Armenia is one of the oldest civilizations in the world with earliest mentions dating back to 2300 BC, the time when the legendary character “HAYK” established the Armenian nation at the crossroads between the Middle East, Europe and Asia. The capital city, Yerevan was founded in 782 BC, predating Rome by almost 30 years and is one of the oldest cities in the world still in existence. Armenia is also known as the first Christian nation. In 301 AD, more than 1700 years ago, Armenia became the first country to adopt Christianity as its state religion.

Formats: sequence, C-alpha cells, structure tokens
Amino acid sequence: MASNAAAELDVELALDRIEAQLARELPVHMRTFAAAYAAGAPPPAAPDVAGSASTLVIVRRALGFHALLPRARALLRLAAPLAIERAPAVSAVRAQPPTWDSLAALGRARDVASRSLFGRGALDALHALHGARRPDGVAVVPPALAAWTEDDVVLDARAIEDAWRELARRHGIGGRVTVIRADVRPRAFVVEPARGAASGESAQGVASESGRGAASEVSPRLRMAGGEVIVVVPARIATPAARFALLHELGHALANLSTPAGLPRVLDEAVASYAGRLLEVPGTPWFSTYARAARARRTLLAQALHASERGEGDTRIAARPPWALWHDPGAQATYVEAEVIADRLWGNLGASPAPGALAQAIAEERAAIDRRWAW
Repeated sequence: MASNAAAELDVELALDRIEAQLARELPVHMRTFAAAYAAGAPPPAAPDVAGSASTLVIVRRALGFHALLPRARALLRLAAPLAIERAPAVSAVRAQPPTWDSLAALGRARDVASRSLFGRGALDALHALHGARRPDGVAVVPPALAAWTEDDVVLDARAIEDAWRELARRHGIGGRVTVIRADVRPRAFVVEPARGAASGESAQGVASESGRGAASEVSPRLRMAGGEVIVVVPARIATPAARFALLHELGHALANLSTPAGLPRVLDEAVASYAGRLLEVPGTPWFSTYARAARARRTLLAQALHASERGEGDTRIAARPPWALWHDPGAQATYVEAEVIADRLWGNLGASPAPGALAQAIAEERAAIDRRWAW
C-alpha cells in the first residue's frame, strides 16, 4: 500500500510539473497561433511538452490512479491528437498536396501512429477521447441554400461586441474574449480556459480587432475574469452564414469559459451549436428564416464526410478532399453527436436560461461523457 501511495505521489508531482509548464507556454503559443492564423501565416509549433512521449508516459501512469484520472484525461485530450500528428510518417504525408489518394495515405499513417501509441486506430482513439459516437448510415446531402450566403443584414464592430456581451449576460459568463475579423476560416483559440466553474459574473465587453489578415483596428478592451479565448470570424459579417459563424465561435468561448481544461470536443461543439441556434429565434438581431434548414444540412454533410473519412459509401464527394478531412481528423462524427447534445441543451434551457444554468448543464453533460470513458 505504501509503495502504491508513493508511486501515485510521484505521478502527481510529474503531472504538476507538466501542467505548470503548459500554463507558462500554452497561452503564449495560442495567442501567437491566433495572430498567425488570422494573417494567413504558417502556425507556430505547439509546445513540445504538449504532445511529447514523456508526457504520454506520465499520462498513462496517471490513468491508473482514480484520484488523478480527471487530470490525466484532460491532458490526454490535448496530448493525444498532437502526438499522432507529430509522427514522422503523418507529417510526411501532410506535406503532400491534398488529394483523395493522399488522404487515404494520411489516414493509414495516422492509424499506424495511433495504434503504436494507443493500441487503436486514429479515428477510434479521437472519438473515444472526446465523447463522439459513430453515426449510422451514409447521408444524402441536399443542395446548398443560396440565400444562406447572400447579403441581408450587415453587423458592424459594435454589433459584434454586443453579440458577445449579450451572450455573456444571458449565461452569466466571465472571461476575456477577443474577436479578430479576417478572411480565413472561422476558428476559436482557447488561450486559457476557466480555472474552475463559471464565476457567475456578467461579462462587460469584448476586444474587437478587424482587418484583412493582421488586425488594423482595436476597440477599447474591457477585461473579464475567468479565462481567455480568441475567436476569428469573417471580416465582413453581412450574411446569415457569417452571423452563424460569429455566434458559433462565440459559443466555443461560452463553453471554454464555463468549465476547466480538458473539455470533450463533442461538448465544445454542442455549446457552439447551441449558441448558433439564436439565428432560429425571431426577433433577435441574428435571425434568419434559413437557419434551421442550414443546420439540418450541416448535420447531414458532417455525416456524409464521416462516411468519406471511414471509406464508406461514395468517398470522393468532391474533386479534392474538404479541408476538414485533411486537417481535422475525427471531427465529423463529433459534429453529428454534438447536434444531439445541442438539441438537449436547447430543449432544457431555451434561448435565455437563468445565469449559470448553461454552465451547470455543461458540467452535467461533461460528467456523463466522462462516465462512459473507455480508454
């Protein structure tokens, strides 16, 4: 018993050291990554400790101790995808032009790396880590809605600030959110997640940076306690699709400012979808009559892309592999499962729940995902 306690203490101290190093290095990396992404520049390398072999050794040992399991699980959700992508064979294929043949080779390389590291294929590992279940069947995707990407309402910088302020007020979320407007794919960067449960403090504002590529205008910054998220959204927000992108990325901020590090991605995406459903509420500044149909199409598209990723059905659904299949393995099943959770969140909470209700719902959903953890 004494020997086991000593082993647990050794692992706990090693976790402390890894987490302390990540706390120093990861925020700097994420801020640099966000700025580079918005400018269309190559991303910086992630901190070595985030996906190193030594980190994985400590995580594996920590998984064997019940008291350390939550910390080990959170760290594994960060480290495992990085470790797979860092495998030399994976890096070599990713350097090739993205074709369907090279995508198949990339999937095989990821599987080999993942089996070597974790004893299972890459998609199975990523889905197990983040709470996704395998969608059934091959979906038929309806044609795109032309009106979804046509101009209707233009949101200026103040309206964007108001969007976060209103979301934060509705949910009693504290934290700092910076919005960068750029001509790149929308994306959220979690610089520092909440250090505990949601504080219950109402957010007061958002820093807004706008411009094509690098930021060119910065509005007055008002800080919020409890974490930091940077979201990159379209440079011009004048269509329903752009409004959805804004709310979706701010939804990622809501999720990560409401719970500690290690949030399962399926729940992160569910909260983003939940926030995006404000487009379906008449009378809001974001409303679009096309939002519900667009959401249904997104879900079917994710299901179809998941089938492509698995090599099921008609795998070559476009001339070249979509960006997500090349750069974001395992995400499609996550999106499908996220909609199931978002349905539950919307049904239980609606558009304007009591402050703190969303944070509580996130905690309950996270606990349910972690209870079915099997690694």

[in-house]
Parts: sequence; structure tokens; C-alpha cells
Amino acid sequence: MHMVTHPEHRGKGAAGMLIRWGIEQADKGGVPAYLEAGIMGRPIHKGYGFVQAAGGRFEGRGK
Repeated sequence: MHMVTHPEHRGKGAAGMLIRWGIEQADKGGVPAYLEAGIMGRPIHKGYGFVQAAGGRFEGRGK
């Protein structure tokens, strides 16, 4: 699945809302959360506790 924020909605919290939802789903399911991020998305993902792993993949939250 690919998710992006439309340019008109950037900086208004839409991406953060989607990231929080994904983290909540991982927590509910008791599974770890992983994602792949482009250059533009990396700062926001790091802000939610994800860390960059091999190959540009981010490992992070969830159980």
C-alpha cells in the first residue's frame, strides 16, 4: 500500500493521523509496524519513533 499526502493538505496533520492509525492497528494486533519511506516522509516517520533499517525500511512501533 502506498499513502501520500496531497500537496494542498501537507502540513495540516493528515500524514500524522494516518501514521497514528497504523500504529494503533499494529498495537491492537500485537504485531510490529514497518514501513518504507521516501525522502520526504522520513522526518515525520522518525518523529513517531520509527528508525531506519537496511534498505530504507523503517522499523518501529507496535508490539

Ararat is the biblical mountain in the Armenian Highlands where, according to the Bible (Genesis 8:4), Noah’s ark landed after the great flood, marking the rebirth of human civilization. The area has been the heartland of Armenian history, the location of many Armenian capitals and a fair number of decisive battles. Ararat is also a national symbol of Armenia despite the fact that it’s now in Turkish territory.
The Armenian diaspora and The Genocide
In 1915, 1.5 million Armenians fell victim to systematic annihilation by the Ottoman Empire, modern day Turkey, in what became known as the Armenian Genocide. In search of safety, Armenians spread all over the world forming communities in almost every country. Currently there are estimated to be 13 million Armenians in the world and only about twenty percent of them live in Armenia.